Tuberculosis (TB) is an infection caused by a germ called the tubercle bacillus or mycobacterium tuberculosis. It can affect the lungs (pulmonary TB) or other parts of the body, such as the lymph nodes (tuberculous adenitis or scrofula), the skin and the bones. TB is sometimes a contagious disease. When it is contagious, it spreads through the air like the common cold.

Only people who are sick with TB in their lungs and who have TB germs in their sputum (spit) are infectious. When infectious people cough, sneeze, talk or spit, they propel TB germs, known as bacilli, into the air. A person needs only to inhale a small number of these to be infected. But people infected with TB bacilli will not necessarily become sick with the disease. The immune system "walls off" the TB bacilli which, protected by a thick waxy coat, can lie dormant for years. When someone's immune system is weakened, the chances of becoming sick are greater.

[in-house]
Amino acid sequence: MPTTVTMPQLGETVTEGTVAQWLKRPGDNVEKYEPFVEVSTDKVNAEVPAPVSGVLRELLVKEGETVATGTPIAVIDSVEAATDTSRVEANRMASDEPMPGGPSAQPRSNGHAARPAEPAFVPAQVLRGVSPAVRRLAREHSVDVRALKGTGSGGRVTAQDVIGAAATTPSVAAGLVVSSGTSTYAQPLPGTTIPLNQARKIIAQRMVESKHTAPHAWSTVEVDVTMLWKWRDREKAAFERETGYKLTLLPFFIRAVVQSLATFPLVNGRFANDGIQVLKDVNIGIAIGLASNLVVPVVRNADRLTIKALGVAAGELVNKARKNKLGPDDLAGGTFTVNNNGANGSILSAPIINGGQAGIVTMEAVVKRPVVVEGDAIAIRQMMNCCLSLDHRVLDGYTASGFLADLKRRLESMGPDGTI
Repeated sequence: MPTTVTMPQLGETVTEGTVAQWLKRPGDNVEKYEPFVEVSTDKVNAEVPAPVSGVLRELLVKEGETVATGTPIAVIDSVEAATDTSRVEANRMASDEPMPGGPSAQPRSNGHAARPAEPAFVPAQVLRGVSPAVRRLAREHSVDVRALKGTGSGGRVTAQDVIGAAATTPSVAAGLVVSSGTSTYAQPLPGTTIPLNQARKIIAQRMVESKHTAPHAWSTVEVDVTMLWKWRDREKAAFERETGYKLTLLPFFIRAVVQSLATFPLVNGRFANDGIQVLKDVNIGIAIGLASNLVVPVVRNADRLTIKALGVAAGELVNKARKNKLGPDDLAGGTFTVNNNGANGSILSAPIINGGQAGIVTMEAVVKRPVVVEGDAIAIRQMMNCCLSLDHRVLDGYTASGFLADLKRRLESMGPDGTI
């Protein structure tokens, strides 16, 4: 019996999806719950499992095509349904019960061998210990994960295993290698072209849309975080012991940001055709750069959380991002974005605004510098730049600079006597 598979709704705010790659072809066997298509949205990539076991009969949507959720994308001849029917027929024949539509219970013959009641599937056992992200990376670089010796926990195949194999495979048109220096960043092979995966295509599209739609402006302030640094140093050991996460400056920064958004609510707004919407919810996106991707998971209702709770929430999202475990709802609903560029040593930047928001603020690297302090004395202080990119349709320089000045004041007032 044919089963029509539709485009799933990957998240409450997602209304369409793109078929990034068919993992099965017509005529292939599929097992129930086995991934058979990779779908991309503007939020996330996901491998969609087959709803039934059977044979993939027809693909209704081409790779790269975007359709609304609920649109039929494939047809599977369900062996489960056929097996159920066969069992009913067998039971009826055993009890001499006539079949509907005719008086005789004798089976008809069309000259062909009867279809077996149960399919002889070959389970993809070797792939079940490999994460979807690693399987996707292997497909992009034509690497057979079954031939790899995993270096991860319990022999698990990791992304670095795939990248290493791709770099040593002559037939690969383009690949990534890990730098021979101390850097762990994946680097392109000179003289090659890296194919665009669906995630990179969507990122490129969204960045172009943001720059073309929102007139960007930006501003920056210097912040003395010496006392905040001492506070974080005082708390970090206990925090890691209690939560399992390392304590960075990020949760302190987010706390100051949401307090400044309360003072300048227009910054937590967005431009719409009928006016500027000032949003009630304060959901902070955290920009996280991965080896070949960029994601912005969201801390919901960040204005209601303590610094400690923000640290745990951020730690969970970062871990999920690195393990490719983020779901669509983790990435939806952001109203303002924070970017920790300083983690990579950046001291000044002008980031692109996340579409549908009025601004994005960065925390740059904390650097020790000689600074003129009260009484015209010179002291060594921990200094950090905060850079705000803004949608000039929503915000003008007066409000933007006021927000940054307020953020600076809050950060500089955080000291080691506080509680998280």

Typical symptoms of active tuberculosis may include:

  • A persistent cough, with and without phlegm (coughed-up mucus)
  • Night sweats and fever
  • Weight loss
  • Coughing up blood
  • Persistent lymph gland swelling

Patients with these symptoms should contact their GP (doctor) without delay to be assessed and referred if necessary. You may also contact the TB nursing team for further advice on: 0114 305 1620
What if I have been in contact with someone with TB?

Discuss this with your family doctor or the TB nursing team. Only close contacts are at risk of catching TB. If screening is advised, the TB nursing team will arrange this with you. For further information on TB visit the The Truth About TB website.

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